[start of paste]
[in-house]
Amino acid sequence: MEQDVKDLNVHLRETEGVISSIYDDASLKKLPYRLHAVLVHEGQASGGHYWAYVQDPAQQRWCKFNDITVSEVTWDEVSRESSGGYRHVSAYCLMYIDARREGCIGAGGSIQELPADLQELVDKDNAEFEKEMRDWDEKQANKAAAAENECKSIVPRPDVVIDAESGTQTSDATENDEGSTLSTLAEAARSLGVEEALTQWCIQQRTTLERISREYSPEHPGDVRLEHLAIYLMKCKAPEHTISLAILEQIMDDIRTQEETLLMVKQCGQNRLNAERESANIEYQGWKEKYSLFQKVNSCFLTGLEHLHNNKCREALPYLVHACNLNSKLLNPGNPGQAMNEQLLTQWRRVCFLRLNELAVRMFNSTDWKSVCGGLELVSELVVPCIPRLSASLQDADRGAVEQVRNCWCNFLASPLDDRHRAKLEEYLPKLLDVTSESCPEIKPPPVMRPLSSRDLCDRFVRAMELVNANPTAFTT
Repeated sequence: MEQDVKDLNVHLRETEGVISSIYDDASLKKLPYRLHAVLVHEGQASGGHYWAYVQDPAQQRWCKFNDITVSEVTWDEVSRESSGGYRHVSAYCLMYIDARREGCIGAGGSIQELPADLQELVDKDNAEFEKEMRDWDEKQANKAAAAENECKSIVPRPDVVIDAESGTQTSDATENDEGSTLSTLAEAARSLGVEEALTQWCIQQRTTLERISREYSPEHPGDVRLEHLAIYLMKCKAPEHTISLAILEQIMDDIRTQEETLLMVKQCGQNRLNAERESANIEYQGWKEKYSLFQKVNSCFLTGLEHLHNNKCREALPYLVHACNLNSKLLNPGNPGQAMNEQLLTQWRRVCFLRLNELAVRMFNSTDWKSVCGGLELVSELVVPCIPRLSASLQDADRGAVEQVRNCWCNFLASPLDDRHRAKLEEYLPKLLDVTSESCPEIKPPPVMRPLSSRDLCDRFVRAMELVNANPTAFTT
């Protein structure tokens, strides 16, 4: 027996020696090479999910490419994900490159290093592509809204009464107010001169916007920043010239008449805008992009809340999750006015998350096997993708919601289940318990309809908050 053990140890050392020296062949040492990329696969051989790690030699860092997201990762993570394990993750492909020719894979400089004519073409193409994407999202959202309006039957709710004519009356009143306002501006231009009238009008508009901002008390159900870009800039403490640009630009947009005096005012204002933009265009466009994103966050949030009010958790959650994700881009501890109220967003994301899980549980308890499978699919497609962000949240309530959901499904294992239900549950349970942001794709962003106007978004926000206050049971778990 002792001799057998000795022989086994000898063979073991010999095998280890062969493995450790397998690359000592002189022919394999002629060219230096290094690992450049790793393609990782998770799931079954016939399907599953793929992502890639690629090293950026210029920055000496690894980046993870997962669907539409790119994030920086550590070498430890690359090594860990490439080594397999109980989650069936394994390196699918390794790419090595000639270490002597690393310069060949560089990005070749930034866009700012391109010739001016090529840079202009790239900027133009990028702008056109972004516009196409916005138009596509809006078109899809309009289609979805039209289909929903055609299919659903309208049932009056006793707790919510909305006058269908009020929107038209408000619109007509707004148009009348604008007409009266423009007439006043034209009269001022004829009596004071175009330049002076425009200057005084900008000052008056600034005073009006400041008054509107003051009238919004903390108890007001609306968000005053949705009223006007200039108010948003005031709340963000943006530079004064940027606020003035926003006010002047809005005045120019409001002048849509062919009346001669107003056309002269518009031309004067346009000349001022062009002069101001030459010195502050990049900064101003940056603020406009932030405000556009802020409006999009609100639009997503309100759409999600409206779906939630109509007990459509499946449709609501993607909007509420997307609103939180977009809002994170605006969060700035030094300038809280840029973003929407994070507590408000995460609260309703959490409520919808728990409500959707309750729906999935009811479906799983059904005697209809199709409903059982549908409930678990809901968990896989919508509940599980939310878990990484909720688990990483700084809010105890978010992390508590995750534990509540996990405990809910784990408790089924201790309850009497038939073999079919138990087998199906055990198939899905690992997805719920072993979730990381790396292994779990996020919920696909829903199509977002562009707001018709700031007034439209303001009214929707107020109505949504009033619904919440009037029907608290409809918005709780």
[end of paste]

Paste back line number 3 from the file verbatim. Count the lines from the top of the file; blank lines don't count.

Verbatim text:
Repeated sequence: MEQDVKDLNVHLRETEGVISSIYDDASLKKLPYRLHAVLVHEGQASGGHYWAYVQDPAQQRWCKFNDITVSEVTWDEVSRESSGGYRHVSAYCLMYIDARREGCIGAGGSIQELPADLQELVDKDNAEFEKEMRDWDEKQANKAAAAENECKSIVPRPDVVIDAESGTQTSDATENDEGSTLSTLAEAARSLGVEEALTQWCIQQRTTLERISREYSPEHPGDVRLEHLAIYLMKCKAPEHTISLAILEQIMDDIRTQEETLLMVKQCGQNRLNAERESANIEYQGWKEKYSLFQKVNSCFLTGLEHLHNNKCREALPYLVHACNLNSKLLNPGNPGQAMNEQLLTQWRRVCFLRLNELAVRMFNSTDWKSVCGGLELVSELVVPCIPRLSASLQDADRGAVEQVRNCWCNFLASPLDDRHRAKLEEYLPKLLDVTSESCPEIKPPPVMRPLSSRDLCDRFVRAMELVNANPTAFTT